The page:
Mighty Mystic talks Grammys, New Album, Racism, and Upcoming Tour with Barrington Levy

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This past September, I attended a show at the Music Farm in Charleston, SC. As what happens at a lot of shows, when you go to see one band, you end up falling in love with another. I rolled up to the show early to interview the headliner, Zach Deputy, backstage. As a result of that, I saw all three opening bands on the billet. For opening acts, my usual stance is leaning against the farthest bar from the stage nursing cheap tall boys. But by the start of the second song into Mighty Mystic’s set, I was down in front beer in one hand, fist-pumping camera phone in the other for their fantastically, catchy song, How I Rock.

Very energetic and high quality reggae being brought by @mightymystic #mightymystic

A video posted by Writers on the Storm (@writersonthestorm) on

The Pier eloquently summed up Mighty Mystic’s vibe and songs “blending bits of rock and hip hop over a sturdy backbone of roots reggae.” Rock, rap, and reggae…what’s not to like? Their 2014 hit, Cali Green, and recent release Something Bout Mary are head bopping, roll down the windows tunes that anyone can love. Five star reggae where the artist’s last name is not Marley does exist!

I caught up with the Jamaican-born and Boston-bred Kevin Holness, aka Mighty Mystic, right before the start of their Winter Tour, which includes stops at the Howard Theatre in Washington, DC, the BB King Blues Club in NYC, and the Paradise Rock Club in Boston. Our conversation went into a variety of topics from his song writing process, to being abducted the first week he moved to America at 10 years old, his upcoming tour supporting reggae legend Barrington Levy, and fans constantly yelling to cover Bob Marley songs. I can’t articulate enough how much love and energy this man has for his craft and seeing people of all races getting along together.

Writers on the Storm: You recently had a first ballot announcement for the Grammys‘ Best Reggae Album category. Any updates on getting through the nomination?

Mighty Mystic: “We find out December 6th. That’s a few days from now so hopefully it’s good news. This is our first album that’s been nominated. We see it as a win either way we look at it. Just to be narrowed down from 1000s of albums and to that make that list of 50 or whatever it is. It’s pretty cool.”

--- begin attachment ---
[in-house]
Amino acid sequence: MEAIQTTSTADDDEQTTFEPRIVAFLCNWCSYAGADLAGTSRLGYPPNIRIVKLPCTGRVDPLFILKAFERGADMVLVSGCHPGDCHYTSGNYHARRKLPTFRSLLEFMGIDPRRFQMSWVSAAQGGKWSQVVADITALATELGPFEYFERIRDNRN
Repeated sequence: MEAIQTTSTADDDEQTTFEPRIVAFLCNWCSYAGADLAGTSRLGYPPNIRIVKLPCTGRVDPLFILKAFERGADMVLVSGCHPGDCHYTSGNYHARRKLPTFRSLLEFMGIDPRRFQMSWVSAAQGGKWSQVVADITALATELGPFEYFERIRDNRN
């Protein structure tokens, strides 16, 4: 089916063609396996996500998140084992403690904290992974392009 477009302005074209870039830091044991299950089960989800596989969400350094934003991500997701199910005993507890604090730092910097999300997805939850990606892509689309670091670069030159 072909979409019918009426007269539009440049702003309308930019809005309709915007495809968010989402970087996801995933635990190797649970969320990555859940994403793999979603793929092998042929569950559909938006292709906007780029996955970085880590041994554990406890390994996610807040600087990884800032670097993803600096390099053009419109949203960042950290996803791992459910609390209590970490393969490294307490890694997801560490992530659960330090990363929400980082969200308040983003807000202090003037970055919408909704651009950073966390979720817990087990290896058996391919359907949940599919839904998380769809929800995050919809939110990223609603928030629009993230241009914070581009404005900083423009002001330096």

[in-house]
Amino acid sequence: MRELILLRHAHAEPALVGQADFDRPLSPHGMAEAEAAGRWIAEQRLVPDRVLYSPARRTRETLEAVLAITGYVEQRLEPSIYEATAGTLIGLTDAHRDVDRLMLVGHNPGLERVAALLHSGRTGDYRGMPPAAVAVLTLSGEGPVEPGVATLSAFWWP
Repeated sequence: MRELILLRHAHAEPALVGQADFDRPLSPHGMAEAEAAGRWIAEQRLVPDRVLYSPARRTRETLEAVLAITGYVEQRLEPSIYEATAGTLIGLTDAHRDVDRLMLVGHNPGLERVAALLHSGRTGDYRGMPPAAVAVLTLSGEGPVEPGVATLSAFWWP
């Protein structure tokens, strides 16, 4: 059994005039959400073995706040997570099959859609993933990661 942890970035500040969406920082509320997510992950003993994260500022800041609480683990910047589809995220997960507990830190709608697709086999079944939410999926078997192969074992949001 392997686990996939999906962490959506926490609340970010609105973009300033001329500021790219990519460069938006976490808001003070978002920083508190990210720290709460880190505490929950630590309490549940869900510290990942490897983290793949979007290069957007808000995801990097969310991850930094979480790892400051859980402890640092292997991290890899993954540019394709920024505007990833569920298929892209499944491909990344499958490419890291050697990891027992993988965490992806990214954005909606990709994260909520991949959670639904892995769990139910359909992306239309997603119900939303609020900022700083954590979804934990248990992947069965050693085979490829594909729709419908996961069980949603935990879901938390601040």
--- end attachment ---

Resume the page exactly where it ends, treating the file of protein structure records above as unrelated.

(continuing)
A lot of my friends, and I think I speak for a lot of white people when I say this, love reggae but can’t name any other singers except for Bob Marley. Do you find when touring people just constantly yell out to cover Bob Marley songs?

“I can’t stand it. Really. I understand it, but there’s so much great reggae music out there old and new. Quality music. But, Bob was the man. He had a great influence on not just reggae but just music period. So, it’s understandable the public want to hear Bob Marley every chance they get.”

Some super popular Jamaican artists like Chronixx have 22 million views on You Tube, but when they come to the States they’re playing small bars. If your last name isn’t Marley (like Damian, Ziggy, and Stephen)…how do you bust through the stone wall?

“Several things going on with that. I think the audience really hasn’t got a good grasp on the scene yet. A big part of the problem is venues that bring in guys from Jamaica, they aren’t showing up to the gig or they’re really late. So, then they kind of figured out that American based reggae bands are showing up on time, for half the price, bringing a crowd, promoting the shows, and all that stuff. So, in turn, these venues and promoters started to gravitate booking more of the US-based, local artists. And those artists blew up, which hurt the bringing of the Jamaican artists over here. They don’t want to spend the money to fly in the artists and put them up in hotels.

“So, the new generation just knows these American artists rather than do some research and see the other part of reggae in Jamaica. Those two things there have really hurt the music. When the Jamaican artists come to America, they don’t tour all the cities. So, their popularity doesn’t grow at the same rate. They only come here for a couple weeks. Whereas the West Coast artists based in America, for example, they can tour constantly, all 50 states, several times a year.”

Damian Marley has done collaborations with Nas, Bruno Mars, and Skrillex to name a very few. I think that’s really boosted his crossover popularity. You of course did a song with Shaggy awhile back…do you have any more collabs in the works?

“I’m actually working on my album as we speak looking to finish it up within the end of the month and drop the album April or May of next year. So, yes, I’m going to have several collabs on this new album. The last album we didn’t really source out collabs. We did everything in house. We made everything from scratch with no outside producers. Just myself and my crew inside the house working on music. This next album we’re going to bring in outside producers.”

Do you have a name for the 2017 album yet and any names you want to share for collaboration?